Tutor(s) :

Ms Jessica Pereira

Teaching and learning method

Both lectures and tutorials will aim to explain theoretical concepts via formal instruction, backed up by heavy use of practical examples to illustrate key points.  Students will be expected to take an active role in discussions and presentation of key concepts during both lectures and tutorials.  There will be significant use made of tutorial and assignment work to highlight issues during lectures.

Tutorial allocation

On-campus students should register for tutorials/laboratories using Allocate+.

Communication, participation and feedback

Monash aims to provide a learning environment in which students receive a range of ongoing feedback throughout their studies. You will receive feedback on your work and progress in this unit. This may take the form of group feedback, individual feedback, peer feedback, self-comparison, verbal and written feedback, discussions (on line and in class) as well as more formal feedback related to assignment marks and grades. You are encouraged to draw on a variety of feedback to enhance your learning.

It is essential that you take action immediately if you realise that you have a problem that is affecting your study. Semesters are short, so we can help you best if you let us know as soon as problems arise. Regardless of whether the problem is related directly to your progress in the unit, if it is likely to interfere with your progress you should discuss it with your lecturer or a Community Service counsellor as soon as possible.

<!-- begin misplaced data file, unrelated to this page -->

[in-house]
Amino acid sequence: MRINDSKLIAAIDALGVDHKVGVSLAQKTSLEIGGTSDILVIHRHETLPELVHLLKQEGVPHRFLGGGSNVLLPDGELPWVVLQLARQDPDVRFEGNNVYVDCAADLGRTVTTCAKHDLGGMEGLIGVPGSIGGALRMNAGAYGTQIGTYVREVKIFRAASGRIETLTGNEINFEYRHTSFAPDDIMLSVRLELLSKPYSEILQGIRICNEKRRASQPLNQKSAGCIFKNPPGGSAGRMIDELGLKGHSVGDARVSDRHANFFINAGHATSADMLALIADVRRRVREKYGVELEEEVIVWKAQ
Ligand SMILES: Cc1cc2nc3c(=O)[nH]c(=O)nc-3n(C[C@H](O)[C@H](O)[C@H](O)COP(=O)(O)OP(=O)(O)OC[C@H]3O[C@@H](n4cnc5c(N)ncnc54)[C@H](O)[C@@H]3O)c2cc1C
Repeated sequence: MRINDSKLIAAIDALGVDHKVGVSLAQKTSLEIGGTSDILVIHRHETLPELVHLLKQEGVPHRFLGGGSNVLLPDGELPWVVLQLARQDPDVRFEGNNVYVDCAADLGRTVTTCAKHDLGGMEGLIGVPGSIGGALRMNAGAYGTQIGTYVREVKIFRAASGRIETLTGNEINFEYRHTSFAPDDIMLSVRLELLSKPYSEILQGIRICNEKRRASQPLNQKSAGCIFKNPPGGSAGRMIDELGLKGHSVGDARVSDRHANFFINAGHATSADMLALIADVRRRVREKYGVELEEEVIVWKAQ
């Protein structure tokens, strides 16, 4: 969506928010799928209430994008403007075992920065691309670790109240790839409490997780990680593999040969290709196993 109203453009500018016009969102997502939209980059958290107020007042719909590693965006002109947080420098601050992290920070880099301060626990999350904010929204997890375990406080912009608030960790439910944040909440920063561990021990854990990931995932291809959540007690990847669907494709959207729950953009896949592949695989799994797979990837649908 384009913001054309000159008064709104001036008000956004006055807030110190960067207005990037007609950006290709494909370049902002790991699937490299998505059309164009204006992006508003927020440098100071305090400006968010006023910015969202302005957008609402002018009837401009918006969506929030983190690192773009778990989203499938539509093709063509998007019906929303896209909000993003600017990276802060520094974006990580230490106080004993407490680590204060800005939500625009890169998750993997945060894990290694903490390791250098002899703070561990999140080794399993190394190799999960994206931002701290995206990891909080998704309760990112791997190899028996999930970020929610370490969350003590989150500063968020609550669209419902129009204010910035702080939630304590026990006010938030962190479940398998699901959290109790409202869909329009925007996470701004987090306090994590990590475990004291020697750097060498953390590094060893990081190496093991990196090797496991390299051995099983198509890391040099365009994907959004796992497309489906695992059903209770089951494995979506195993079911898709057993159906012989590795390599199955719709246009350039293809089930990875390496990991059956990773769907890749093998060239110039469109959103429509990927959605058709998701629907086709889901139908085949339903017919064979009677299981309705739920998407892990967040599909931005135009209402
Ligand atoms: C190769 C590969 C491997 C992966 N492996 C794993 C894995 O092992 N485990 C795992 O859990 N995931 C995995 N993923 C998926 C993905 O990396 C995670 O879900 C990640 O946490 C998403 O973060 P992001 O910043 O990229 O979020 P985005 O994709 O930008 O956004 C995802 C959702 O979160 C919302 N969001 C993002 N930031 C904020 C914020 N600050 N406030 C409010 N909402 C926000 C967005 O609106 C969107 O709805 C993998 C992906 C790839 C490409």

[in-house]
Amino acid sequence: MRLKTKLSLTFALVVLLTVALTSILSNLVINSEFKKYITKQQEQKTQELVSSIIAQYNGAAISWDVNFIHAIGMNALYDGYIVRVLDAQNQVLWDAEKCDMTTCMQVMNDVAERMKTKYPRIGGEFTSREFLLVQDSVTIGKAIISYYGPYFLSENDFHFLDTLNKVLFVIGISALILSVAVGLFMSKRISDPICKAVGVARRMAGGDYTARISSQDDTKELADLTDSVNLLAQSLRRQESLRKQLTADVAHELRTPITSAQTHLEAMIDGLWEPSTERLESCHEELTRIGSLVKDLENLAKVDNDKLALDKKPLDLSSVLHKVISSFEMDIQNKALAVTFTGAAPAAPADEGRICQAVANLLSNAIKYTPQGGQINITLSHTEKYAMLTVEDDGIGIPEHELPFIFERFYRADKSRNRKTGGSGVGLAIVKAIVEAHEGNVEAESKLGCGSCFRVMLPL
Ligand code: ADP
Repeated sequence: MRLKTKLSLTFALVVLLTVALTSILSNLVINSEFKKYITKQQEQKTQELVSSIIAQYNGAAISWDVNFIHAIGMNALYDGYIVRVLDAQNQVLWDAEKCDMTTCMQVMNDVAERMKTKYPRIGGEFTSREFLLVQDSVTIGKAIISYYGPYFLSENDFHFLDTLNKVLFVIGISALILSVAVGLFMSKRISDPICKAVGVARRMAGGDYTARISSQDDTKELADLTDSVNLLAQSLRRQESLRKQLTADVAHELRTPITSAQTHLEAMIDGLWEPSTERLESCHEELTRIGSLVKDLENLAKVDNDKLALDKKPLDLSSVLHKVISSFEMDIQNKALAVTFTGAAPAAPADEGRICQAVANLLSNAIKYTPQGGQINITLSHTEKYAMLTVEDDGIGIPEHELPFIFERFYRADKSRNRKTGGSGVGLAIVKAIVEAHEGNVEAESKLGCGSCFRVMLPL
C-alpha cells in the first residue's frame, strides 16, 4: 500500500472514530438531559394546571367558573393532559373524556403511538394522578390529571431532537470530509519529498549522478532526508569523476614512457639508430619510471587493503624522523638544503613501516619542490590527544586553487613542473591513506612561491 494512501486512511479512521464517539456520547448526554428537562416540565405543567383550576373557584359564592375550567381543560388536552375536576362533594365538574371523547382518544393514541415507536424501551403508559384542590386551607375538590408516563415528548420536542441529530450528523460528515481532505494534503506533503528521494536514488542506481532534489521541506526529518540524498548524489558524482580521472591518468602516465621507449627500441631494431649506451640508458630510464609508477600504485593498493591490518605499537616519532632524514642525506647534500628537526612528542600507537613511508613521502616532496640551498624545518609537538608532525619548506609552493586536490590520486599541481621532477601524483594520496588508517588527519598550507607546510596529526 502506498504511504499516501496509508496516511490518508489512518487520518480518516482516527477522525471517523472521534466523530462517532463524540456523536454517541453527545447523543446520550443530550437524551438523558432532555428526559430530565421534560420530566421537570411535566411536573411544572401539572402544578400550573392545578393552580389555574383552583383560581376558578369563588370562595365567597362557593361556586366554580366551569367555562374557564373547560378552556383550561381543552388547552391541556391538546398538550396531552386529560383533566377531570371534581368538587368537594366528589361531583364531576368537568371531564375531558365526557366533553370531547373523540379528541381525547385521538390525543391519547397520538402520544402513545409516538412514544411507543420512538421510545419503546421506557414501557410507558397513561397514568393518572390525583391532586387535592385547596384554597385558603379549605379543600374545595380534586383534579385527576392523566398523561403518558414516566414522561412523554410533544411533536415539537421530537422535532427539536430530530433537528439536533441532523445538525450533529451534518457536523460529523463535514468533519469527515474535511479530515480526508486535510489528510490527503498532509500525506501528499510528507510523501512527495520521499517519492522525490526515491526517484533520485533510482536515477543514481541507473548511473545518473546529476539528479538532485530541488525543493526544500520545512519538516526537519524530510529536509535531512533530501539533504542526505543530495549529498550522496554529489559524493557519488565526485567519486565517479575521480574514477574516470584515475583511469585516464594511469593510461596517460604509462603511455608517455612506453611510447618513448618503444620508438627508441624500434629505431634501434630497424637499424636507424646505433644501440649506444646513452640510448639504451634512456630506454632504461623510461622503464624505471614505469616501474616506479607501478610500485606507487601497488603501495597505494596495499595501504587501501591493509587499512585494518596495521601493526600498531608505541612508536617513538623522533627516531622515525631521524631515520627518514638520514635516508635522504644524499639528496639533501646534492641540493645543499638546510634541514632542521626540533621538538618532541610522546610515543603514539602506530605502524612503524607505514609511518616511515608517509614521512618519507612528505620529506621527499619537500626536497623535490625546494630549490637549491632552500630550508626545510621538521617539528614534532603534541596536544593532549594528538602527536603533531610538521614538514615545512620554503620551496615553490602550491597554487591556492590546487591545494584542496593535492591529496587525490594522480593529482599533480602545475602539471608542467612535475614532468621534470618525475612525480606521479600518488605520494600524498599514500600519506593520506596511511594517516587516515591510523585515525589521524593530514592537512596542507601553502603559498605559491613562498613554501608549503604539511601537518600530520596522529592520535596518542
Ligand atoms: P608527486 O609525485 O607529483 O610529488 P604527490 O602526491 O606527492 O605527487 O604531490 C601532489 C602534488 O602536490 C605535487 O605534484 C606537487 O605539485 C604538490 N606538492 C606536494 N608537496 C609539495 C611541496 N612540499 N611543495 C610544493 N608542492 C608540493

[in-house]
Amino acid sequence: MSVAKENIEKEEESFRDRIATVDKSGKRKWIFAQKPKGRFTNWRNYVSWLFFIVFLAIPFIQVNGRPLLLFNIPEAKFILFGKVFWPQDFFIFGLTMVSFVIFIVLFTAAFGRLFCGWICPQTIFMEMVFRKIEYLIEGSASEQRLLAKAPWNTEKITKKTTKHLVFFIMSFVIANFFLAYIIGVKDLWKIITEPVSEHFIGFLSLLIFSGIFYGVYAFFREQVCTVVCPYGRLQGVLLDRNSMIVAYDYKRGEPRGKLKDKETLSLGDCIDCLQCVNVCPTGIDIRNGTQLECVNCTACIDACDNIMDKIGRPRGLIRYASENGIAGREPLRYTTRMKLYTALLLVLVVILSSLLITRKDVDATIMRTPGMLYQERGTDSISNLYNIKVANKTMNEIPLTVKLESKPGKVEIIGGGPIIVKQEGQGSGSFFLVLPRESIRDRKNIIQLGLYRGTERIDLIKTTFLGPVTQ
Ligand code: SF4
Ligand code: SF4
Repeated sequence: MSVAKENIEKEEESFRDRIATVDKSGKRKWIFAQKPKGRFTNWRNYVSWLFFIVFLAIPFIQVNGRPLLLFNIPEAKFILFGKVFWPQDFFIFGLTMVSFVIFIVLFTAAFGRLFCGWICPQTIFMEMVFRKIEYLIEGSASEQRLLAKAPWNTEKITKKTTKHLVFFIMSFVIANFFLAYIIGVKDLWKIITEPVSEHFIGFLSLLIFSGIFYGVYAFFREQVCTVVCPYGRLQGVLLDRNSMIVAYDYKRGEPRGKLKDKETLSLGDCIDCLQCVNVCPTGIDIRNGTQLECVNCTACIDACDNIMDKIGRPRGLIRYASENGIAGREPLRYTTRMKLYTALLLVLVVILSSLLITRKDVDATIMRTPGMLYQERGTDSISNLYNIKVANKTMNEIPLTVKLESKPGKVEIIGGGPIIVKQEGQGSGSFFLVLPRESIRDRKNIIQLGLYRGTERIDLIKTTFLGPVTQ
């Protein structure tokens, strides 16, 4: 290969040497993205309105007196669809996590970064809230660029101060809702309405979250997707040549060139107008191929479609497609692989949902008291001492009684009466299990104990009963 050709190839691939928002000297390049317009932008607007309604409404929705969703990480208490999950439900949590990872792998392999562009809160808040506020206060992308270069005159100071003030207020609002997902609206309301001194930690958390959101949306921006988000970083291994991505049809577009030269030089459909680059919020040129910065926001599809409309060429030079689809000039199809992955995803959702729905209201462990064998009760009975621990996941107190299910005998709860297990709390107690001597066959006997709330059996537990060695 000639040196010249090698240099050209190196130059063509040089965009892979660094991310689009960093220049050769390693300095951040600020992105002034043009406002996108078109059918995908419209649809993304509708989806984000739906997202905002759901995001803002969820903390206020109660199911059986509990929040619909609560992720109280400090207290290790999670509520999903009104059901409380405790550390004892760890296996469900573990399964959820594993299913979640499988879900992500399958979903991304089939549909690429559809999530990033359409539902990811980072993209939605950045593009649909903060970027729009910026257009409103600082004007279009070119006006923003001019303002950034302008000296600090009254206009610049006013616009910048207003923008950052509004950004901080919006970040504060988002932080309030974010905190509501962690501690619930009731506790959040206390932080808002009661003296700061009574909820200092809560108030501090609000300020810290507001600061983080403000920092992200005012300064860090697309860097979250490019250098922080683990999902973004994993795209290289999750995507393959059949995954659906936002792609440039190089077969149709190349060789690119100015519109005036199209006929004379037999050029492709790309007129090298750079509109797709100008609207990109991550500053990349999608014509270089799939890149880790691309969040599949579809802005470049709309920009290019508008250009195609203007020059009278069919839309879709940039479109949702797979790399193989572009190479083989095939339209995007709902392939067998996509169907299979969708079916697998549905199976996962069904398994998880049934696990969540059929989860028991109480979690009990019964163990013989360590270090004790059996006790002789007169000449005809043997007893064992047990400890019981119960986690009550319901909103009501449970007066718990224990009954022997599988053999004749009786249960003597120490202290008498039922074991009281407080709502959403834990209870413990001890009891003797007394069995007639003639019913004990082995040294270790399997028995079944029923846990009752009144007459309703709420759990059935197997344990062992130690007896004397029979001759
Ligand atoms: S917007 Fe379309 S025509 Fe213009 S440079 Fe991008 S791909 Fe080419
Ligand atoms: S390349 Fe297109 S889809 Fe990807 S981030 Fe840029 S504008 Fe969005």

Unit Schedule

Week Topic Key dates
1 Introduction to the unit  
2 Basic concepts in IS  
3 Organizational foundations of IS  
4 Organizational foundations of IS (cont)  
5 Information foundations of IS  
6 Information foundations of IS (cont)  
7 Systems foundations of IS  
8 Systems foundations of IS (cont)  
9 Technological foundations of IS  
10 Technological foundations of IS (cont)  
11 Systems development foundations of IS  
Mid semester break
12 Systems development foundations of IS (cont)  
13 Review  

Unit Resources

Prescribed text(s) and readings

There is no essential prescribed textbook for the unit.   Many good generalist textbook introductions to IS are available, but the unit will not be following any one in particular, and no one text book will cover all the topics examined in the unit.  Rather, students will be directed to specific readings relating to each topic covered. 

Students who wish to buy a textbook should try the following as a useful generalist text:
Bentley L & Whitten J (2007) Systems Analysis and Design for the Global Enterprise, 7th ed, McGraw-Hill

Recommended text(s) and readings

Reference lists will be provided for specific topics on the Unit web site throughout the semester 

Equipment and consumables required or provided

Students may use the facilities available in the computing labs. Information about computer use for students is available from the ITS Student Resource Guide in the Monash University Handbook.

Study resources

Study resources we will provide for your study are:

  • Weekly detailed lecture notes outlining the learning objectives, discussion of the content, required readings and  exercises;
  • Weekly tutorial or laboratory tasks and exercises with sample solutions provided one to two weeks later;
  • Readings on key topics covered in the unit;